Markey, Charlotte N. (2015) Don’t Diet. Scientific American Mind. Vol. 25. No. 5, September/October.
The Key Points
Research shows that most people who try to diet fail to lose weight or to keep the weight off. Most diets, in fact, cause people to gain weight. A 2013 study in Frontiers in Psychology found that 15 out of 20 studies showed that dieting predicted weight gain, not weight loss.
Psychological studies show that diets cause mental fatigue, create cravings for forbidden treats and set people up to binge when they fall off the wagon.
An overwhelming body of work now shows that a more moderate approach is the best way to achieve lasting weight loss and health.
The best approach is to create a healthy lifestyle that you can enjoy and sustain over the long term by making small changes to your routine, one at a time.
This is the message MINDRAMP has been preaching for over a decade about not only weight loss, but also about a broad array of conditions that affect both brain health and mental flourishing.
Why do typical diets fail?
Binging, The “what the hell effect”
Diets that restrict the amount of food you can eat, or the type of foods that can be consumed, seem to create a craving for the forbidden food. This craving, in turn, increases the temptation to splurge and binge when we fall off the wagon. One slip up and we feel like we have blown the diet and “what the hell,” might as well go whole hog and pig out.
Many diets recommend the total elimination of a certain type of food, like meat, or sugar, or carbohydrates. But, this radical approach rarely works. Going cold turkey creates a craving for the forbidden food, as above. Trying to suppress thoughts about the particular food – “I must not eat ice cream! I must not eat ice cream!!” -- just ends up making the desire to eat ice cream that much more powerful. Ironic, isn’t it? Hence the term, “ironic processing.” The better approach seems to be to indulge from time to time, but with restraint and with mindfulness. Limit the amount of the offending food. Limit the number of times you indulge. Wean yourself off of dangerous foods rather than go cold turkey.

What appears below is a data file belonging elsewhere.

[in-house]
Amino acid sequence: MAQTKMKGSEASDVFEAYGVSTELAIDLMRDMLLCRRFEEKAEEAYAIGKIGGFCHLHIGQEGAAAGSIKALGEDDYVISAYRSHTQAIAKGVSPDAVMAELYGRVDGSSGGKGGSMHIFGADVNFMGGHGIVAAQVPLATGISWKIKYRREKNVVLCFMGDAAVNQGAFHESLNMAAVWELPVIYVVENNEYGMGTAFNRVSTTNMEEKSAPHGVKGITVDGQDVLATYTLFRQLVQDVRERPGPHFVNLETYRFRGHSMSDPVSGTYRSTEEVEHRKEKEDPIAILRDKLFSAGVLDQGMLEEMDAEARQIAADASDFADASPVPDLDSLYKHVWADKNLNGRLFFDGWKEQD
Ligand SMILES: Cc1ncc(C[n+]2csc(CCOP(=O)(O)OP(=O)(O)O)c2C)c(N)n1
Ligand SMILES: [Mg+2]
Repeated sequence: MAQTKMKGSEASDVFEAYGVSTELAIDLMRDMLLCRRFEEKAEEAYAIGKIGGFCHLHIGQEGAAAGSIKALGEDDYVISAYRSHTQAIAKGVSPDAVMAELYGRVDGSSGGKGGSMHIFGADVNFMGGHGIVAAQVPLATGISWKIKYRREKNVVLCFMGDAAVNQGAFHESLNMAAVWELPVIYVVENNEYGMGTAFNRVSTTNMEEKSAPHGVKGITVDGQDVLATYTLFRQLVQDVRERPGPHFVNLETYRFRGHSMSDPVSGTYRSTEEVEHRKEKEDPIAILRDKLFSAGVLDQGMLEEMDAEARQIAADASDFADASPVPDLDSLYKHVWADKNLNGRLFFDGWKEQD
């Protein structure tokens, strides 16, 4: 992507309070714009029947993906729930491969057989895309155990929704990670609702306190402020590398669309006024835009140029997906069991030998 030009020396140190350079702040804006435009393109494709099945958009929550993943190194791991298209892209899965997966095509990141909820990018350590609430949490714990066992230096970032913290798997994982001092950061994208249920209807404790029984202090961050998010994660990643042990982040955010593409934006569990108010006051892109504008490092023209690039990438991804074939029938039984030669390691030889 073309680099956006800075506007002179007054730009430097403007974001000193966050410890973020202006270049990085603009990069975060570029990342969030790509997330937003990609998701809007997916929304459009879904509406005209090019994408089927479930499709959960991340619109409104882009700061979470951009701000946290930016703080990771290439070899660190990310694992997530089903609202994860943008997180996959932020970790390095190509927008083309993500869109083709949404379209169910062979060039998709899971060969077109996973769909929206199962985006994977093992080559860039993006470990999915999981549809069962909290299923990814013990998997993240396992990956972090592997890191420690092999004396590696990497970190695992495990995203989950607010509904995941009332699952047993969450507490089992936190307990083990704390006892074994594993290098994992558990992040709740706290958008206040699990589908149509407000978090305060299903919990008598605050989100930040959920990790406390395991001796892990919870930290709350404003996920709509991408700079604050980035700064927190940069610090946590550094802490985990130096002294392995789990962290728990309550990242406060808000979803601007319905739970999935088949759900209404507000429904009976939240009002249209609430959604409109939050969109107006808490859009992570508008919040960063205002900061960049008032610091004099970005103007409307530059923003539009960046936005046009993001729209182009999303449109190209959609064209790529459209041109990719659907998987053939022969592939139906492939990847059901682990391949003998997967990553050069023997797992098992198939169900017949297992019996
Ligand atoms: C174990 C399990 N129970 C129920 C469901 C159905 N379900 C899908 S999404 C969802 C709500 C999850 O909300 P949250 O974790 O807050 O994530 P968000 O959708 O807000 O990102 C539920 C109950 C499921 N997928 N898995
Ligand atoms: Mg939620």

Another irony is that our attitude and mind-set also affects our ability to lose weight. Women who are dissatisfied with their bodies are less successful at losing weight. Well, gosh. If I am overweight and uncomfortable, I am likely to be dissatisfied with my body. So, it seems like a lose-lose situation. Or, I guess, a no lose (weight) situation. The recommended solution to this conundrum is to work on self-esteem (see recommendations in a subsequent blog.)
If dieting becomes an obsession, the mental energy needed to focus on what you should and shouldn’t eat will exhaust your brain and make it harder for your mind to performing other important functions. One such function is, ironically, self-control. Will power requires mental energy and if obsessing about food has exhausted your energy reserves, you won’t have the will power to resist temptation.
Strict diets that are hard to maintain can also give rise to feelings of guilt when you inevitably give in to temptation. “Why did I eat that M&M? I’m so weak. I have no will power. I’m a failure.” And, so on. This kind of guilty reaction causes a rise in cortisol levels, an indicator of elevated stress levels. This kind of stress is bad from your health and, what is worse, we often try to handle the increase in stress by eating.
The approach Markey recommends for weight loss is to make small, incremental changes to behavior patterns that affect what you eat and how much you eat. Aim to make changes that will last a lifetime. “Creating good habits,” says Markey, “takes time, patience and resolve,” but if you stick with it, “you may find yourself on the road to the body and active way of life you’ve always dreamed about.”
In a subsequent blog we will review Markey’s recommendations for how to diet effectively. These approaches are consistent with MINDRAMP’s general approach to behavior change and attitude change of all kinds.